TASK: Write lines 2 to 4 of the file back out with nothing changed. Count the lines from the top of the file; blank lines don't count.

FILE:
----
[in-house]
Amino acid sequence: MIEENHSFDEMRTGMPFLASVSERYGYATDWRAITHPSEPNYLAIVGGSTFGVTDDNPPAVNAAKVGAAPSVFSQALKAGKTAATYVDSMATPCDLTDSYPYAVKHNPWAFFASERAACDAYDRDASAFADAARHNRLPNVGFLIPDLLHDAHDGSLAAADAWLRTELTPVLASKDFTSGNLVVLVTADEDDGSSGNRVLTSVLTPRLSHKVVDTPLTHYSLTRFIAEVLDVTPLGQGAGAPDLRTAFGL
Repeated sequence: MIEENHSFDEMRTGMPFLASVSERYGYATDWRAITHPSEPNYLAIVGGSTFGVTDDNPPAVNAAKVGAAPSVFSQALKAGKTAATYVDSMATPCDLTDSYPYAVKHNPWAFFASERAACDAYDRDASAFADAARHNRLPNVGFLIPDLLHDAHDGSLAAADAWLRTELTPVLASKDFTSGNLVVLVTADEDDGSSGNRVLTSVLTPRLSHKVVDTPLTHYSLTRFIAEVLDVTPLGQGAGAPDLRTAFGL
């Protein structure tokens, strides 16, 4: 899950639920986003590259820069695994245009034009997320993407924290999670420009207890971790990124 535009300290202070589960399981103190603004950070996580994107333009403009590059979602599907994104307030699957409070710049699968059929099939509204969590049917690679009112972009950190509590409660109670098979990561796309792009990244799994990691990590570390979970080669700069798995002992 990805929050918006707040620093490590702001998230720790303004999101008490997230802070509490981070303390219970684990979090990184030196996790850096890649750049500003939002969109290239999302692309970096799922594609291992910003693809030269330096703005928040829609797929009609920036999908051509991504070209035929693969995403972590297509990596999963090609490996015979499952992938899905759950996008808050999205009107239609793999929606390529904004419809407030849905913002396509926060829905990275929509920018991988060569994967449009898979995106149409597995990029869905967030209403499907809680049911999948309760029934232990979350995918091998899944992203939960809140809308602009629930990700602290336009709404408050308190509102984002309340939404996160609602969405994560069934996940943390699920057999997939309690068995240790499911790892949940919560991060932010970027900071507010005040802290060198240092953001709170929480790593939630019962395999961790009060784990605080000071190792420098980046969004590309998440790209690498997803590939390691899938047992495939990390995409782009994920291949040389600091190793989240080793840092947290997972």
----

Amino acid sequence: MIEENHSFDEMRTGMPFLASVSERYGYATDWRAITHPSEPNYLAIVGGSTFGVTDDNPPAVNAAKVGAAPSVFSQALKAGKTAATYVDSMATPCDLTDSYPYAVKHNPWAFFASERAACDAYDRDASAFADAARHNRLPNVGFLIPDLLHDAHDGSLAAADAWLRTELTPVLASKDFTSGNLVVLVTADEDDGSSGNRVLTSVLTPRLSHKVVDTPLTHYSLTRFIAEVLDVTPLGQGAGAPDLRTAFGL
Repeated sequence: MIEENHSFDEMRTGMPFLASVSERYGYATDWRAITHPSEPNYLAIVGGSTFGVTDDNPPAVNAAKVGAAPSVFSQALKAGKTAATYVDSMATPCDLTDSYPYAVKHNPWAFFASERAACDAYDRDASAFADAARHNRLPNVGFLIPDLLHDAHDGSLAAADAWLRTELTPVLASKDFTSGNLVVLVTADEDDGSSGNRVLTSVLTPRLSHKVVDTPLTHYSLTRFIAEVLDVTPLGQGAGAPDLRTAFGL
């Protein structure tokens, strides 16, 4: 899950639920986003590259820069695994245009034009997320993407924290999670420009207890971790990124 535009300290202070589960399981103190603004950070996580994107333009403009590059979602599907994104307030699957409070710049699968059929099939509204969590049917690679009112972009950190509590409660109670098979990561796309792009990244799994990691990590570390979970080669700069798995002992 990805929050918006707040620093490590702001998230720790303004999101008490997230802070509490981070303390219970684990979090990184030196996790850096890649750049500003939002969109290239999302692309970096799922594609291992910003693809030269330096703005928040829609797929009609920036999908051509991504070209035929693969995403972590297509990596999963090609490996015979499952992938899905759950996008808050999205009107239609793999929606390529904004419809407030849905913002396509926060829905990275929509920018991988060569994967449009898979995106149409597995990029869905967030209403499907809680049911999948309760029934232990979350995918091998899944992203939960809140809308602009629930990700602290336009709404408050308190509102984002309340939404996160609602969405994560069934996940943390699920057999997939309690068995240790499911790892949940919560991060932010970027900071507010005040802290060198240092953001709170929480790593939630019962395999961790009060784990605080000071190792420098980046969004590309998440790209690498997803590939390691899938047992495939990390995409782009994920291949040389600091190793989240080793840092947290997972």